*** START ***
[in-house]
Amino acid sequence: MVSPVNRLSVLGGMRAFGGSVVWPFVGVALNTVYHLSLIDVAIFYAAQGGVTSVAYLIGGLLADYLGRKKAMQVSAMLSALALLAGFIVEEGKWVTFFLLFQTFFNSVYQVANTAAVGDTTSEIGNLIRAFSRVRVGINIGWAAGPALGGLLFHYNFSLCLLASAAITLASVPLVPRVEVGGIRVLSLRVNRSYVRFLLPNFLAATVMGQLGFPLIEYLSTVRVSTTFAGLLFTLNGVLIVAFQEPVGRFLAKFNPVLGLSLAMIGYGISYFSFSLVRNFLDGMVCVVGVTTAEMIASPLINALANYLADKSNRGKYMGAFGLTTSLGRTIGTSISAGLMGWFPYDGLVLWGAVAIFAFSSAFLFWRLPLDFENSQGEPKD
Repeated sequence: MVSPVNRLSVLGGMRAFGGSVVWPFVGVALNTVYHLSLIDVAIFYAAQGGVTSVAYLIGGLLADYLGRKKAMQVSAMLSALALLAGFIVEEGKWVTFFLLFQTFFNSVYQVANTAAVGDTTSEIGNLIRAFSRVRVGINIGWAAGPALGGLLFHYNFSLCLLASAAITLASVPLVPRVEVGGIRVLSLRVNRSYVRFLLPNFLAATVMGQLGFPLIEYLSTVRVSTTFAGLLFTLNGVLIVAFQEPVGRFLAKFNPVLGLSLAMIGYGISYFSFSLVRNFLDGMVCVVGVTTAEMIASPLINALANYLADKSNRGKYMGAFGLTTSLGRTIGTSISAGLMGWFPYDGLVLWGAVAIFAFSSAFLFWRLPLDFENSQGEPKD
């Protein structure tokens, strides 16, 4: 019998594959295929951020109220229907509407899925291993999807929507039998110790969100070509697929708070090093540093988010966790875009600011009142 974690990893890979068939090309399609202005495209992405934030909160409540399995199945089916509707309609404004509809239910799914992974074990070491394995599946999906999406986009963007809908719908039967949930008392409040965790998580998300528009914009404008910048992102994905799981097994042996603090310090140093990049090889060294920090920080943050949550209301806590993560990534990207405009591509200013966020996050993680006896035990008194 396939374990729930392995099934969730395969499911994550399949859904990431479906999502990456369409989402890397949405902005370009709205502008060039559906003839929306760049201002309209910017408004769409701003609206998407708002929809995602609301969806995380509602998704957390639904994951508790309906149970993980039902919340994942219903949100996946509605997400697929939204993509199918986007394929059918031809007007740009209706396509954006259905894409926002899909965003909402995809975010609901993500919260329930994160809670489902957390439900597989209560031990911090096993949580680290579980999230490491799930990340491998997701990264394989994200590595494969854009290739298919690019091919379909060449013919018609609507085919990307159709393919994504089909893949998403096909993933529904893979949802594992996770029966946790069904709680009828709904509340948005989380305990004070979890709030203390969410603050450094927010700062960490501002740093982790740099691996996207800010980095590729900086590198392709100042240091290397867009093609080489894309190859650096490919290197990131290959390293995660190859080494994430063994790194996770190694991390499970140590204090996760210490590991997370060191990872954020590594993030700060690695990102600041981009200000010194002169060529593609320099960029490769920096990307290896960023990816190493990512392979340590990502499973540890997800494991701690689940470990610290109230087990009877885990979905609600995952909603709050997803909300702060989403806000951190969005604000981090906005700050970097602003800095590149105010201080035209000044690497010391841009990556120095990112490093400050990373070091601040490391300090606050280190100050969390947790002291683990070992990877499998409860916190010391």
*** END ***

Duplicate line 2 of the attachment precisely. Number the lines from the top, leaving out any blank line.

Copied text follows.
Amino acid sequence: MVSPVNRLSVLGGMRAFGGSVVWPFVGVALNTVYHLSLIDVAIFYAAQGGVTSVAYLIGGLLADYLGRKKAMQVSAMLSALALLAGFIVEEGKWVTFFLLFQTFFNSVYQVANTAAVGDTTSEIGNLIRAFSRVRVGINIGWAAGPALGGLLFHYNFSLCLLASAAITLASVPLVPRVEVGGIRVLSLRVNRSYVRFLLPNFLAATVMGQLGFPLIEYLSTVRVSTTFAGLLFTLNGVLIVAFQEPVGRFLAKFNPVLGLSLAMIGYGISYFSFSLVRNFLDGMVCVVGVTTAEMIASPLINALANYLADKSNRGKYMGAFGLTTSLGRTIGTSISAGLMGWFPYDGLVLWGAVAIFAFSSAFLFWRLPLDFENSQGEPKD